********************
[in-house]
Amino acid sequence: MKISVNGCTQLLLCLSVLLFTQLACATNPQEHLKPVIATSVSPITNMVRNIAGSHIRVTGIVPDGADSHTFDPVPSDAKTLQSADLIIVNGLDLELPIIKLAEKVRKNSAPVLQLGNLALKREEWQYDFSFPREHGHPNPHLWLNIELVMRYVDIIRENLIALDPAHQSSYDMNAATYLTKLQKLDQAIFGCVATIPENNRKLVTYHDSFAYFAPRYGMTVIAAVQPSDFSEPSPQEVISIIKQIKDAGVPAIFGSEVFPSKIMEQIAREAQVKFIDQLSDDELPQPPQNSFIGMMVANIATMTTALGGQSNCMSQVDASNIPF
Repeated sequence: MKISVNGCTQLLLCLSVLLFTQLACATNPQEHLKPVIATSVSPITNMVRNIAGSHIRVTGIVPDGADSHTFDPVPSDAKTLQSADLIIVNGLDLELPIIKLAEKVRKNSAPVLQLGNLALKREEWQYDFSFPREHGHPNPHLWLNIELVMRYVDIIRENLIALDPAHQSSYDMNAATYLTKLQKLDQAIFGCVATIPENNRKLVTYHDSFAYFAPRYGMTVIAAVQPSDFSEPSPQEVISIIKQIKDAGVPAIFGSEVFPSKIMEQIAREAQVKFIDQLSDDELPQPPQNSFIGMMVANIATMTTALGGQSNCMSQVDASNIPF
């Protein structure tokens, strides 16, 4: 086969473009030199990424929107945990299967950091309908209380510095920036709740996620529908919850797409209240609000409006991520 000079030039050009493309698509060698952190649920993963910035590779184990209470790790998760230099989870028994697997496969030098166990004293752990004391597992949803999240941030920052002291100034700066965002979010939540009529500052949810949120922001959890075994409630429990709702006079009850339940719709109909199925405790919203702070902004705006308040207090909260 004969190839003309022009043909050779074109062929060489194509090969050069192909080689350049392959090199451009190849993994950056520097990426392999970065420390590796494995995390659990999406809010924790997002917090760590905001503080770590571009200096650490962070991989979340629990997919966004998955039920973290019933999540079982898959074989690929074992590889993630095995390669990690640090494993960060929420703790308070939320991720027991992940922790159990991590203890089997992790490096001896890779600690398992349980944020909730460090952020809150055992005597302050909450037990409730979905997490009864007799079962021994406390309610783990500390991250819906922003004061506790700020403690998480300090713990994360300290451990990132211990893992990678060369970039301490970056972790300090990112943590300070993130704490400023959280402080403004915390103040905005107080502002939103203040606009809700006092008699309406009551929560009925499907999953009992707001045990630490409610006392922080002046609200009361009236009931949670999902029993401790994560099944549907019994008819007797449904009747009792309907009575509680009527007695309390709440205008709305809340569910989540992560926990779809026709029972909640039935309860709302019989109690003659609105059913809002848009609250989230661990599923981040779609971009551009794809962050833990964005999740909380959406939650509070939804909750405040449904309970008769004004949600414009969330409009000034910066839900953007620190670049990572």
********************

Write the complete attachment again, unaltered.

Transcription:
[in-house]
Amino acid sequence: MKISVNGCTQLLLCLSVLLFTQLACATNPQEHLKPVIATSVSPITNMVRNIAGSHIRVTGIVPDGADSHTFDPVPSDAKTLQSADLIIVNGLDLELPIIKLAEKVRKNSAPVLQLGNLALKREEWQYDFSFPREHGHPNPHLWLNIELVMRYVDIIRENLIALDPAHQSSYDMNAATYLTKLQKLDQAIFGCVATIPENNRKLVTYHDSFAYFAPRYGMTVIAAVQPSDFSEPSPQEVISIIKQIKDAGVPAIFGSEVFPSKIMEQIAREAQVKFIDQLSDDELPQPPQNSFIGMMVANIATMTTALGGQSNCMSQVDASNIPF
Repeated sequence: MKISVNGCTQLLLCLSVLLFTQLACATNPQEHLKPVIATSVSPITNMVRNIAGSHIRVTGIVPDGADSHTFDPVPSDAKTLQSADLIIVNGLDLELPIIKLAEKVRKNSAPVLQLGNLALKREEWQYDFSFPREHGHPNPHLWLNIELVMRYVDIIRENLIALDPAHQSSYDMNAATYLTKLQKLDQAIFGCVATIPENNRKLVTYHDSFAYFAPRYGMTVIAAVQPSDFSEPSPQEVISIIKQIKDAGVPAIFGSEVFPSKIMEQIAREAQVKFIDQLSDDELPQPPQNSFIGMMVANIATMTTALGGQSNCMSQVDASNIPF
């Protein structure tokens, strides 16, 4: 086969473009030199990424929107945990299967950091309908209380510095920036709740996620529908919850797409209240609000409006991520 000079030039050009493309698509060698952190649920993963910035590779184990209470790790998760230099989870028994697997496969030098166990004293752990004391597992949803999240941030920052002291100034700066965002979010939540009529500052949810949120922001959890075994409630429990709702006079009850339940719709109909199925405790919203702070902004705006308040207090909260 004969190839003309022009043909050779074109062929060489194509090969050069192909080689350049392959090199451009190849993994950056520097990426392999970065420390590796494995995390659990999406809010924790997002917090760590905001503080770590571009200096650490962070991989979340629990997919966004998955039920973290019933999540079982898959074989690929074992590889993630095995390669990690640090494993960060929420703790308070939320991720027991992940922790159990991590203890089997992790490096001896890779600690398992349980944020909730460090952020809150055992005597302050909450037990409730979905997490009864007799079962021994406390309610783990500390991250819906922003004061506790700020403690998480300090713990994360300290451990990132211990893992990678060369970039301490970056972790300090990112943590300070993130704490400023959280402080403004915390103040905005107080502002939103203040606009809700006092008699309406009551929560009925499907999953009992707001045990630490409610006392922080002046609200009361009236009931949670999902029993401790994560099944549907019994008819007797449904009747009792309907009575509680009527007695309390709440205008709305809340569910989540992560926990779809026709029972909640039935309860709302019989109690003659609105059913809002848009609250989230661990599923981040779609971009551009794809962050833990964005999740909380959406939650509070939804909750405040449904309970008769004004949600414009969330409009000034910066839900953007620190670049990572």